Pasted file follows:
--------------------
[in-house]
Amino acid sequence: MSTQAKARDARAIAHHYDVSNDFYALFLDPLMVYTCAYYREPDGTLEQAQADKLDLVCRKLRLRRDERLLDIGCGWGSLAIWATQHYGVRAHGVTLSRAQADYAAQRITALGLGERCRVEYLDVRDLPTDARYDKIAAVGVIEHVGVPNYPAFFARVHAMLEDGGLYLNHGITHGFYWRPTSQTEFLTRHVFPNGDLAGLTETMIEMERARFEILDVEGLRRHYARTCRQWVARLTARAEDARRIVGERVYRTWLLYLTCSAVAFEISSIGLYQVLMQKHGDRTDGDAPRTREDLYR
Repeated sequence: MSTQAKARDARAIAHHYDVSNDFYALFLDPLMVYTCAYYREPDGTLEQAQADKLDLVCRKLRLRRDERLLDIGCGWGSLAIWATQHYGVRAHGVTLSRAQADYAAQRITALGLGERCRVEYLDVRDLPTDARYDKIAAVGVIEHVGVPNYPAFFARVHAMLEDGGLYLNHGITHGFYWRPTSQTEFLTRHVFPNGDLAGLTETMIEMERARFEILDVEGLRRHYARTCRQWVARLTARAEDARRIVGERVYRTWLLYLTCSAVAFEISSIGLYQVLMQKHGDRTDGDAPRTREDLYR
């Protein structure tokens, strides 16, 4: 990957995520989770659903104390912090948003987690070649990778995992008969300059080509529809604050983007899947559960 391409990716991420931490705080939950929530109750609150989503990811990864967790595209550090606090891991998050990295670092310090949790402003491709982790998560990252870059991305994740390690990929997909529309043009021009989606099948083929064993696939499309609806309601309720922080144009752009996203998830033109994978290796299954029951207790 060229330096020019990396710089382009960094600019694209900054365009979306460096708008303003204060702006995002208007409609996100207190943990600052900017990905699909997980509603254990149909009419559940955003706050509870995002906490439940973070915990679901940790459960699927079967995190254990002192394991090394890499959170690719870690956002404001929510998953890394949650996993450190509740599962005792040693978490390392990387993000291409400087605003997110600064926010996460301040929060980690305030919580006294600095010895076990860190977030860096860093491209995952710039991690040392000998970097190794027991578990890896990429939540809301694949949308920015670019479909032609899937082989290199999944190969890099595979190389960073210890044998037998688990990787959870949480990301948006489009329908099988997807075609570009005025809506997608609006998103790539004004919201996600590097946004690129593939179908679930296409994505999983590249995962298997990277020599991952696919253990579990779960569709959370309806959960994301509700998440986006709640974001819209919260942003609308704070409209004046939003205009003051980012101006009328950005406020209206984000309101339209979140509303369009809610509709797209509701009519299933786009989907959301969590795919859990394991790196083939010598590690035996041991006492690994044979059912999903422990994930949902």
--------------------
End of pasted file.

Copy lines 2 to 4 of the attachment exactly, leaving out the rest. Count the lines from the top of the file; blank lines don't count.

Amino acid sequence: MSTQAKARDARAIAHHYDVSNDFYALFLDPLMVYTCAYYREPDGTLEQAQADKLDLVCRKLRLRRDERLLDIGCGWGSLAIWATQHYGVRAHGVTLSRAQADYAAQRITALGLGERCRVEYLDVRDLPTDARYDKIAAVGVIEHVGVPNYPAFFARVHAMLEDGGLYLNHGITHGFYWRPTSQTEFLTRHVFPNGDLAGLTETMIEMERARFEILDVEGLRRHYARTCRQWVARLTARAEDARRIVGERVYRTWLLYLTCSAVAFEISSIGLYQVLMQKHGDRTDGDAPRTREDLYR
Repeated sequence: MSTQAKARDARAIAHHYDVSNDFYALFLDPLMVYTCAYYREPDGTLEQAQADKLDLVCRKLRLRRDERLLDIGCGWGSLAIWATQHYGVRAHGVTLSRAQADYAAQRITALGLGERCRVEYLDVRDLPTDARYDKIAAVGVIEHVGVPNYPAFFARVHAMLEDGGLYLNHGITHGFYWRPTSQTEFLTRHVFPNGDLAGLTETMIEMERARFEILDVEGLRRHYARTCRQWVARLTARAEDARRIVGERVYRTWLLYLTCSAVAFEISSIGLYQVLMQKHGDRTDGDAPRTREDLYR
């Protein structure tokens, strides 16, 4: 990957995520989770659903104390912090948003987690070649990778995992008969300059080509529809604050983007899947559960 391409990716991420931490705080939950929530109750609150989503990811990864967790595209550090606090891991998050990295670092310090949790402003491709982790998560990252870059991305994740390690990929997909529309043009021009989606099948083929064993696939499309609806309601309720922080144009752009996203998830033109994978290796299954029951207790 060229330096020019990396710089382009960094600019694209900054365009979306460096708008303003204060702006995002208007409609996100207190943990600052900017990905699909997980509603254990149909009419559940955003706050509870995002906490439940973070915990679901940790459960699927079967995190254990002192394991090394890499959170690719870690956002404001929510998953890394949650996993450190509740599962005792040693978490390392990387993000291409400087605003997110600064926010996460301040929060980690305030919580006294600095010895076990860190977030860096860093491209995952710039991690040392000998970097190794027991578990890896990429939540809301694949949308920015670019479909032609899937082989290199999944190969890099595979190389960073210890044998037998688990990787959870949480990301948006489009329908099988997807075609570009005025809506997608609006998103790539004004919201996600590097946004690129593939179908679930296409994505999983590249995962298997990277020599991952696919253990579990779960569709959370309806959960994301509700998440986006709640974001819209919260942003609308704070409209004046939003205009003051980012101006009328950005406020209206984000309101339209979140509303369009809610509709797209509701009519299933786009989907959301969590795919859990394991790196083939010598590690035996041991006492690994044979059912999903422990994930949902």